A member of the University System of Maryland Board of Regents has resigned because of his involvement in a newly announced campaign for governor.
The resignation is part of a confusing pair of announcements Friday by board Chairwoman Linda Gooden in which it was made public that both Commerce Secretary Kelly Schulz and Sam Malhotra resigned their positions on the board. The resignations were announced with few details Friday morning, one day after university officials and Schulz were asked about a 2006 law prohibiting regents from involvement in campaigns.
“We also have sadly two regents who will be leaving the board: Kelly Schulz and Sam Malhotra,” said Gooden during a morning meeting of the regents.
Schulz’s resignation was walked back several hours later by a board spokesman.
“Also, I’ve been asked to let you know Maryland Commerce Secretary Kelly Schulz has not resigned from the University System of Maryland Board of Regents,” said Mike Lurie, in an email. “The ex-officio position of the commerce secretary on the board is set in statute, and her legal team is in the process of reviewing those membership provisions.”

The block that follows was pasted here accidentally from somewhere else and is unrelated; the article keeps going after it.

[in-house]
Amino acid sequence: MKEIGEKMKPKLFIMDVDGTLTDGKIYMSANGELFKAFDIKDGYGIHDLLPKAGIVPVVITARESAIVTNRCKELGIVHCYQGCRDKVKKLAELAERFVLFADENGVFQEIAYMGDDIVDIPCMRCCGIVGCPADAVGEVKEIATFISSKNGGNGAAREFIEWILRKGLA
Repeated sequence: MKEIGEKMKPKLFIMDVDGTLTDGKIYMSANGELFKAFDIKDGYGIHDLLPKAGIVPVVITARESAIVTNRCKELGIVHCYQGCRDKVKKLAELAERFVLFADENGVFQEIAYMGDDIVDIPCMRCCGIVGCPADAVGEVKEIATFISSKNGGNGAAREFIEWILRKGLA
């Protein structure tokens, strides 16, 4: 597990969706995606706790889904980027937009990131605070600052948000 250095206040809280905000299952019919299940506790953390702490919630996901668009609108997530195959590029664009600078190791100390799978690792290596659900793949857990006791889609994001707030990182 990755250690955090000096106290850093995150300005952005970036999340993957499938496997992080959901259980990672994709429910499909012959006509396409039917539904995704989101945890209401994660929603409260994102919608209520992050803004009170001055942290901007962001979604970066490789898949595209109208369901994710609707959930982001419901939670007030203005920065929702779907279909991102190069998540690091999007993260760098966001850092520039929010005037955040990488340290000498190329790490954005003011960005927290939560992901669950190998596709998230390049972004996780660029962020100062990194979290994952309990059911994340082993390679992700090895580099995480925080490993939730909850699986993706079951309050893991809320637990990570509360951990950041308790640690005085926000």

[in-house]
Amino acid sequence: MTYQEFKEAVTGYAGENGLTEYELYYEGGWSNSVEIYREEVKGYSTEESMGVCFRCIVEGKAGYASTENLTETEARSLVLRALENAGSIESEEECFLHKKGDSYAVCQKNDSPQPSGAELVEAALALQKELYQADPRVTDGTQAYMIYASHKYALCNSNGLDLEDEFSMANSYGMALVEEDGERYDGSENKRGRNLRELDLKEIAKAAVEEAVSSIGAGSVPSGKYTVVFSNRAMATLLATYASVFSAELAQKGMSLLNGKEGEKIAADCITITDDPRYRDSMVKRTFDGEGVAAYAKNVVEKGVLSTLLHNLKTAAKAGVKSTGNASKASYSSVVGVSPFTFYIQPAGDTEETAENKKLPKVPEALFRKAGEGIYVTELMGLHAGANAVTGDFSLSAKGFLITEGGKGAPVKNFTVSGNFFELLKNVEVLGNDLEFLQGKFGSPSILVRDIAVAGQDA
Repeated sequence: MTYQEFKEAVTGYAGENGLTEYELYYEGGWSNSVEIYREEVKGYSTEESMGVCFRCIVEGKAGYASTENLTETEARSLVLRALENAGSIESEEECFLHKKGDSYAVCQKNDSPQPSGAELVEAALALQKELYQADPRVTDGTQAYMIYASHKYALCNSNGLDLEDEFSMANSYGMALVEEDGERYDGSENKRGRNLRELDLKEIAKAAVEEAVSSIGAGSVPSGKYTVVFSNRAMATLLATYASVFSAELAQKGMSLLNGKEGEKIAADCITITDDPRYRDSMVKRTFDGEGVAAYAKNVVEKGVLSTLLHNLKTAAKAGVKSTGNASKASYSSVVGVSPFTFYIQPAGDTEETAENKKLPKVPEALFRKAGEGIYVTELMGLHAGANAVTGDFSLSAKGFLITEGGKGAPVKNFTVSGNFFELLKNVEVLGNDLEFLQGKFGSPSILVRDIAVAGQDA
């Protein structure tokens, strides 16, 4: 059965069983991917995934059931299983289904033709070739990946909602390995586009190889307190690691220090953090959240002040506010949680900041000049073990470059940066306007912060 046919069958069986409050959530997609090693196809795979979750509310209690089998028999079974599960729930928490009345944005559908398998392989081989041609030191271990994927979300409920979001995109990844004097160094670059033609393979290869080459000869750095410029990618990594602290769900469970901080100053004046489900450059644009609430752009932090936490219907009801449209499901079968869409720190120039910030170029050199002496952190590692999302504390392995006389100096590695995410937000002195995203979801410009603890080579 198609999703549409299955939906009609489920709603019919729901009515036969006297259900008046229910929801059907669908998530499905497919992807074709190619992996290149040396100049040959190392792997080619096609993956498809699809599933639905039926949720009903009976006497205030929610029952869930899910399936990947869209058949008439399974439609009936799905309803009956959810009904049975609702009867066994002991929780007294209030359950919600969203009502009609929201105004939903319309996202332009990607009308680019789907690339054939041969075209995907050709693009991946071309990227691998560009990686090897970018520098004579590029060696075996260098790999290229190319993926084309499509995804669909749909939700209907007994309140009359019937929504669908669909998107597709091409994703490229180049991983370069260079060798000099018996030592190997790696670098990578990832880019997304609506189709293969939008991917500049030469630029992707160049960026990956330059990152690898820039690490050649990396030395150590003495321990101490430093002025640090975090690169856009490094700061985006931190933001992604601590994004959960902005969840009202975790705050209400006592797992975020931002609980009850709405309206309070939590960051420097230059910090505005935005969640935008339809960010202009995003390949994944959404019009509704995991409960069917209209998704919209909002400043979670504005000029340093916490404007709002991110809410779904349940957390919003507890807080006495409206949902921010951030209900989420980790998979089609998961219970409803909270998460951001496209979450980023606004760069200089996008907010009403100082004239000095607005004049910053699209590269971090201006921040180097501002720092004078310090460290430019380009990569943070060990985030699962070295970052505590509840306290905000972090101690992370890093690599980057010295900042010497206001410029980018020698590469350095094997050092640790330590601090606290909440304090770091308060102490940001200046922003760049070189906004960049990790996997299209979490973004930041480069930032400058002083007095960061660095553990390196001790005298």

News of the resignation of Malhotra comes after The Daily Record asked about his membership on the board and a 2006 law that prohibits members from serving as treasurers on political campaigns.
Gooden provided no details about the resignation but an email provided to The Daily Record by the University System of Maryland shows that Malhotra discussed his resignation on Thursday and confirmed it in an email sent after 10 p.m.
Schulz, a Frederick County Republican, announced her candidacy for governor on Wednesday. In addition to her role in Gov. Larry Hogan’s Cabinet, she served as an ex officio member of the board.
Malhotra, who previously served as the secretary of the Department of Human Resources and later as Hogan’s chief of staff, was appointed to the board by Hogan in October 2019.
Malhotra is the treasurer for Schulz’s campaign, according to filings with the Maryland State Board of Elections on April 14.
Schulz did not respond to a request for comment.
In 2006, the General Assembly passed legislation that bars board members from running for public office. The law also prohibits board members from raising money or serving as a campaign chair or treasurer for a candidate for governor, attorney general, comptroller or the General Assembly.
The legislation was aimed at Richard Hug, who raised $10 million for Republican Gov. Robert Ehrlich, who was a member of the board. Ehrlich vetoed the bill, but it became law after an override vote by the General Assembly.